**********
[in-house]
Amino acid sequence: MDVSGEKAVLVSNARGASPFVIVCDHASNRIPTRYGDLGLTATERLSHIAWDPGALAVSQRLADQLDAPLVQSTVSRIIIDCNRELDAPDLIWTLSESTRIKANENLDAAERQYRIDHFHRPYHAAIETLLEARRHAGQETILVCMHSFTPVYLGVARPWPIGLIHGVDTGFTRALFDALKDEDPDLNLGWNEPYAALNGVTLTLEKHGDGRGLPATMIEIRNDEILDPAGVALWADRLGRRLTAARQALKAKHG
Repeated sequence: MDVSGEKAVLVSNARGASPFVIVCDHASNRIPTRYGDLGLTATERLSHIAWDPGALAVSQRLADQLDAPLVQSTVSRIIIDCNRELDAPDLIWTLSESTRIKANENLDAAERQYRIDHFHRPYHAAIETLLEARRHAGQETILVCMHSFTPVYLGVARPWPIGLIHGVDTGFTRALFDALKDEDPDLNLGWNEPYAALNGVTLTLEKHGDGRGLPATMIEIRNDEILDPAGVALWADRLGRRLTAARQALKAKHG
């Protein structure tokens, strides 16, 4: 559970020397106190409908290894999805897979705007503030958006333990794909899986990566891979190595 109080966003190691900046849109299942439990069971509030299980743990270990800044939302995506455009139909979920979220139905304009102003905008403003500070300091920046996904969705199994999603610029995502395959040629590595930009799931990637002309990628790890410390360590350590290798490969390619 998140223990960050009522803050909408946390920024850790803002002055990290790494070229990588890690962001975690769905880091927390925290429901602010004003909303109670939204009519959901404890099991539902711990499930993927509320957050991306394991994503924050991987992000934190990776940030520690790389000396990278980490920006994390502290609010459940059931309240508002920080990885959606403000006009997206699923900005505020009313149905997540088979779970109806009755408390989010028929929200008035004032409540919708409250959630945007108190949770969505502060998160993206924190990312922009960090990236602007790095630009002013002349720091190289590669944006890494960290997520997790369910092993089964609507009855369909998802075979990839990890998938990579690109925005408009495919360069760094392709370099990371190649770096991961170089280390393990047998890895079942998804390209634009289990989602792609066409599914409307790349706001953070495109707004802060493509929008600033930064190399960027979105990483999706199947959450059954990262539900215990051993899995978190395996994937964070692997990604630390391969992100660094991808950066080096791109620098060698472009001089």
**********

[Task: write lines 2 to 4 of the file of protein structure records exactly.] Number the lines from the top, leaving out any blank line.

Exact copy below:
Amino acid sequence: MDVSGEKAVLVSNARGASPFVIVCDHASNRIPTRYGDLGLTATERLSHIAWDPGALAVSQRLADQLDAPLVQSTVSRIIIDCNRELDAPDLIWTLSESTRIKANENLDAAERQYRIDHFHRPYHAAIETLLEARRHAGQETILVCMHSFTPVYLGVARPWPIGLIHGVDTGFTRALFDALKDEDPDLNLGWNEPYAALNGVTLTLEKHGDGRGLPATMIEIRNDEILDPAGVALWADRLGRRLTAARQALKAKHG
Repeated sequence: MDVSGEKAVLVSNARGASPFVIVCDHASNRIPTRYGDLGLTATERLSHIAWDPGALAVSQRLADQLDAPLVQSTVSRIIIDCNRELDAPDLIWTLSESTRIKANENLDAAERQYRIDHFHRPYHAAIETLLEARRHAGQETILVCMHSFTPVYLGVARPWPIGLIHGVDTGFTRALFDALKDEDPDLNLGWNEPYAALNGVTLTLEKHGDGRGLPATMIEIRNDEILDPAGVALWADRLGRRLTAARQALKAKHG
């Protein structure tokens, strides 16, 4: 559970020397106190409908290894999805897979705007503030958006333990794909899986990566891979190595 109080966003190691900046849109299942439990069971509030299980743990270990800044939302995506455009139909979920979220139905304009102003905008403003500070300091920046996904969705199994999603610029995502395959040629590595930009799931990637002309990628790890410390360590350590290798490969390619 998140223990960050009522803050909408946390920024850790803002002055990290790494070229990588890690962001975690769905880091927390925290429901602010004003909303109670939204009519959901404890099991539902711990499930993927509320957050991306394991994503924050991987992000934190990776940030520690790389000396990278980490920006994390502290609010459940059931309240508002920080990885959606403000006009997206699923900005505020009313149905997540088979779970109806009755408390989010028929929200008035004032409540919708409250959630945007108190949770969505502060998160993206924190990312922009960090990236602007790095630009002013002349720091190289590669944006890494960290997520997790369910092993089964609507009855369909998802075979990839990890998938990579690109925005408009495919360069760094392709370099990371190649770096991961170089280390393990047998890895079942998804390209634009289990989602792609066409599914409307790349706001953070495109707004802060493509929008600033930064190399960027979105990483999706199947959450059954990262539900215990051993899995978190395996994937964070692997990604630390391969992100660094991808950066080096791109620098060698472009001089």